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Taking Worm Farming To The Next Level

Many people may have a worm farm in their backyard to dispose of food scraps and create liquid fertiliser for their garden. But have you heard of a worm windrow before?

A windrow is a long line or elongated mound of compostable material.

A worm windrow is a windrow full of worms that has been designed as a giant in situ worm farm - also known as farm scale vermiculture. 

Blythe from Runnymede Farm, has constructed these windrows on her farm as part of a Greening Farms For Farming, Fodder and Fauna Grant.

The purpose of the windrow is to:

  • utilise and magnify the value of nutrients produced on farm
  • decrease reliance on artificial inputs
  • improve soil health and function by increasing soil biology with particular focus on fungi
  • promote carbon sequestration
  • improve diversity and
  • provide natural habitat 

The worm farms are in windrow format, creating a row of food and bedding which is prepared and populated with worms. A cover crop is established over the windrow and moisture levels are then maintained to optimum conditions for worm activity. 

The windrow can be active all year round as the large windrows allow for stable temperatures and the worms can access underground when extreme high temperatures occur, returning at night and when temps cool down.

The food and bedding source for the worms include aged wood chip / chicken manure mix, cattle manure and cardboard.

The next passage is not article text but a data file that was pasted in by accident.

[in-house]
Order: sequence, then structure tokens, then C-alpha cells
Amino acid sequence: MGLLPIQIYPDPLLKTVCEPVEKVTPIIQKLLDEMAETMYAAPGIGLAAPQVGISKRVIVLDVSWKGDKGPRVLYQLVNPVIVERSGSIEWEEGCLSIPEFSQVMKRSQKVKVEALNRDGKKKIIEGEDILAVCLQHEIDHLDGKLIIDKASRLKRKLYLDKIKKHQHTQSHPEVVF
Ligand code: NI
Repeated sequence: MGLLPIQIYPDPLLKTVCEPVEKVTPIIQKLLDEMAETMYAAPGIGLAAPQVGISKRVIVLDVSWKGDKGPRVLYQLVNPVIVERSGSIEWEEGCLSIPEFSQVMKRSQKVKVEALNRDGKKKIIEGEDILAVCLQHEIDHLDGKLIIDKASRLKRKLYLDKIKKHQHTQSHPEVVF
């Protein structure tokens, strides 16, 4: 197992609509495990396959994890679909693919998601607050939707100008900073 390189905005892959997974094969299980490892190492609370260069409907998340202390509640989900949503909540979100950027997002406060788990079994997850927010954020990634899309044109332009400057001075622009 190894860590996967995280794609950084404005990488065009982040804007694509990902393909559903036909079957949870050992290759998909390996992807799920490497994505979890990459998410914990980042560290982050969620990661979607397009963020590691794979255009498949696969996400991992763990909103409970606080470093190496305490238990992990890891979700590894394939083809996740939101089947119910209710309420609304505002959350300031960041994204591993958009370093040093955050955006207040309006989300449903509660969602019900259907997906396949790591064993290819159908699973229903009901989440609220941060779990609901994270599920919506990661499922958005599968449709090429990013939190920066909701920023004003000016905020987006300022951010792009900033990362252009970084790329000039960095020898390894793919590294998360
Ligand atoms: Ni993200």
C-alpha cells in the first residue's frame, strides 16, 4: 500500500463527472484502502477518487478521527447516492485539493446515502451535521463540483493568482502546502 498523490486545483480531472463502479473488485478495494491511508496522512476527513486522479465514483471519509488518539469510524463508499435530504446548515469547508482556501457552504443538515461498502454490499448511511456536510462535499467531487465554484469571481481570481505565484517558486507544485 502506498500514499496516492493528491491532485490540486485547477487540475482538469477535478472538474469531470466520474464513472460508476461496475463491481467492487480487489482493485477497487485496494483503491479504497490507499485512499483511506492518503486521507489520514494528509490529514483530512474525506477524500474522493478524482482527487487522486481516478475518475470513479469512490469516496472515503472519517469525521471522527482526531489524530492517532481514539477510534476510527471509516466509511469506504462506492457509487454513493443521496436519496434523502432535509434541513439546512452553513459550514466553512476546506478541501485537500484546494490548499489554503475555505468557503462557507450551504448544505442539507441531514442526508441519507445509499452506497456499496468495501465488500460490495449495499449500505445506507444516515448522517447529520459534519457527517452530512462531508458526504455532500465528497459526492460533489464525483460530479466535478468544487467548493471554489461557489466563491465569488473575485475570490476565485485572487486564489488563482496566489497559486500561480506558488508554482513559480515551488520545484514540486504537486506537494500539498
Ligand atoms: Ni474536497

The woodchip and manure mix are sourced from Blythe and Gregg's pastured egg operation. In winter the hens are based on a woodchip base and their paddock area is rotated in a wagon wheel formation around the base point. Hens do approx 60% of their defecation at night time, so this system collects that manure which is then stored to mature.

The wood chip base of the mix aids in building a fungal dominated casting. Cow manure from the cattle yards is also added along with cardboard that is a waste product from the egg business. Some windrows also have additions such as biochar and seaweed. 

The cover crop broadcast into the windrows is a multispecies mix including millet, pillar forage rape, sunflowers, sorghum, mustard, radish, linseed and purple top turnip. This cover crop shades the windrows and provides exudates to feed biology. 

The windrow conversion times vary with composition and worm population density. These windrows take approximately 4 months to be ready for harvest. Once harvested the castings are then made into a liquid application that can be applied to pasture in diluted form on its own or in combination with other bio fertilisers and stimulants adding beneficial bacteria and fungi over more than 500 acres of irrigated summer and emerging autumn pastures.

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